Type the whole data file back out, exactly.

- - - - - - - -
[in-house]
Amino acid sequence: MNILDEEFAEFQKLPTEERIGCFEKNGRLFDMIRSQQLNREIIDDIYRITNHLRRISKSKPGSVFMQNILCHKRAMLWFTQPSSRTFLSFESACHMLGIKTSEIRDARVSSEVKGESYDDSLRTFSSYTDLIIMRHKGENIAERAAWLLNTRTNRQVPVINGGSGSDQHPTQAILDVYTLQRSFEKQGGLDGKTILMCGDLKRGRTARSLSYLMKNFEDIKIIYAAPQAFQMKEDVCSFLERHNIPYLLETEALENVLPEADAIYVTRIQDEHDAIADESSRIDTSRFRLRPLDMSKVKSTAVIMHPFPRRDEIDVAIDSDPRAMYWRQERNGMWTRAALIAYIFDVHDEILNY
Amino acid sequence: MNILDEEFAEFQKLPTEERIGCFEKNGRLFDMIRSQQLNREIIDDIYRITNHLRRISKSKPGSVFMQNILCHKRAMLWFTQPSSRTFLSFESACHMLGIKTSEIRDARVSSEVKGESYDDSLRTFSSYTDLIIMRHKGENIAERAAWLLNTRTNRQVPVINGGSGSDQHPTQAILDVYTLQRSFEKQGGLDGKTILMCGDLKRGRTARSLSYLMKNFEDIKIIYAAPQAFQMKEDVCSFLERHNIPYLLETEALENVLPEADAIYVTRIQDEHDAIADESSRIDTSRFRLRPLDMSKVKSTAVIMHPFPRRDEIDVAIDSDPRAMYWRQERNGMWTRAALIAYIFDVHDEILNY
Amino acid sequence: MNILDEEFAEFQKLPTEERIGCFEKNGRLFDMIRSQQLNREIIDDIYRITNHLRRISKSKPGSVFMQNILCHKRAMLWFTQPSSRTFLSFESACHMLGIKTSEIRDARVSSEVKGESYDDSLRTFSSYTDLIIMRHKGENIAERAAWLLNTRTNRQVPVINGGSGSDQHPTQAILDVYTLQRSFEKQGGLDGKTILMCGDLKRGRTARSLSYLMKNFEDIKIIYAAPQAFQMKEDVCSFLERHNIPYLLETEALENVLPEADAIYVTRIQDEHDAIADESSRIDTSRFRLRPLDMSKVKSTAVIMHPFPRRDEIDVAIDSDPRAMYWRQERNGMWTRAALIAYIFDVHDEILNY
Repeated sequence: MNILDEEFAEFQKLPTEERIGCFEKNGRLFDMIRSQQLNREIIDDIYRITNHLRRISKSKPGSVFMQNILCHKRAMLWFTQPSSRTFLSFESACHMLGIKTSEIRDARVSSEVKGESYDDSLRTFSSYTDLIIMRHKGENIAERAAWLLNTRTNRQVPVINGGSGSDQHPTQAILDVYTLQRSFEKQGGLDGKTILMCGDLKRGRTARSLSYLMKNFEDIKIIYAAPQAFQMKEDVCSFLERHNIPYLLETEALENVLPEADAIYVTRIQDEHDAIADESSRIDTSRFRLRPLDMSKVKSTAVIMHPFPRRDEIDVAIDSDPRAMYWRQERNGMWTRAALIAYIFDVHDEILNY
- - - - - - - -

[in-house]
Amino acid sequence: MNILDEEFAEFQKLPTEERIGCFEKNGRLFDMIRSQQLNREIIDDIYRITNHLRRISKSKPGSVFMQNILCHKRAMLWFTQPSSRTFLSFESACHMLGIKTSEIRDARVSSEVKGESYDDSLRTFSSYTDLIIMRHKGENIAERAAWLLNTRTNRQVPVINGGSGSDQHPTQAILDVYTLQRSFEKQGGLDGKTILMCGDLKRGRTARSLSYLMKNFEDIKIIYAAPQAFQMKEDVCSFLERHNIPYLLETEALENVLPEADAIYVTRIQDEHDAIADESSRIDTSRFRLRPLDMSKVKSTAVIMHPFPRRDEIDVAIDSDPRAMYWRQERNGMWTRAALIAYIFDVHDEILNY
Amino acid sequence: MNILDEEFAEFQKLPTEERIGCFEKNGRLFDMIRSQQLNREIIDDIYRITNHLRRISKSKPGSVFMQNILCHKRAMLWFTQPSSRTFLSFESACHMLGIKTSEIRDARVSSEVKGESYDDSLRTFSSYTDLIIMRHKGENIAERAAWLLNTRTNRQVPVINGGSGSDQHPTQAILDVYTLQRSFEKQGGLDGKTILMCGDLKRGRTARSLSYLMKNFEDIKIIYAAPQAFQMKEDVCSFLERHNIPYLLETEALENVLPEADAIYVTRIQDEHDAIADESSRIDTSRFRLRPLDMSKVKSTAVIMHPFPRRDEIDVAIDSDPRAMYWRQERNGMWTRAALIAYIFDVHDEILNY
Amino acid sequence: MNILDEEFAEFQKLPTEERIGCFEKNGRLFDMIRSQQLNREIIDDIYRITNHLRRISKSKPGSVFMQNILCHKRAMLWFTQPSSRTFLSFESACHMLGIKTSEIRDARVSSEVKGESYDDSLRTFSSYTDLIIMRHKGENIAERAAWLLNTRTNRQVPVINGGSGSDQHPTQAILDVYTLQRSFEKQGGLDGKTILMCGDLKRGRTARSLSYLMKNFEDIKIIYAAPQAFQMKEDVCSFLERHNIPYLLETEALENVLPEADAIYVTRIQDEHDAIADESSRIDTSRFRLRPLDMSKVKSTAVIMHPFPRRDEIDVAIDSDPRAMYWRQERNGMWTRAALIAYIFDVHDEILNY
Repeated sequence: MNILDEEFAEFQKLPTEERIGCFEKNGRLFDMIRSQQLNREIIDDIYRITNHLRRISKSKPGSVFMQNILCHKRAMLWFTQPSSRTFLSFESACHMLGIKTSEIRDARVSSEVKGESYDDSLRTFSSYTDLIIMRHKGENIAERAAWLLNTRTNRQVPVINGGSGSDQHPTQAILDVYTLQRSFEKQGGLDGKTILMCGDLKRGRTARSLSYLMKNFEDIKIIYAAPQAFQMKEDVCSFLERHNIPYLLETEALENVLPEADAIYVTRIQDEHDAIADESSRIDTSRFRLRPLDMSKVKSTAVIMHPFPRRDEIDVAIDSDPRAMYWRQERNGMWTRAALIAYIFDVHDEILNY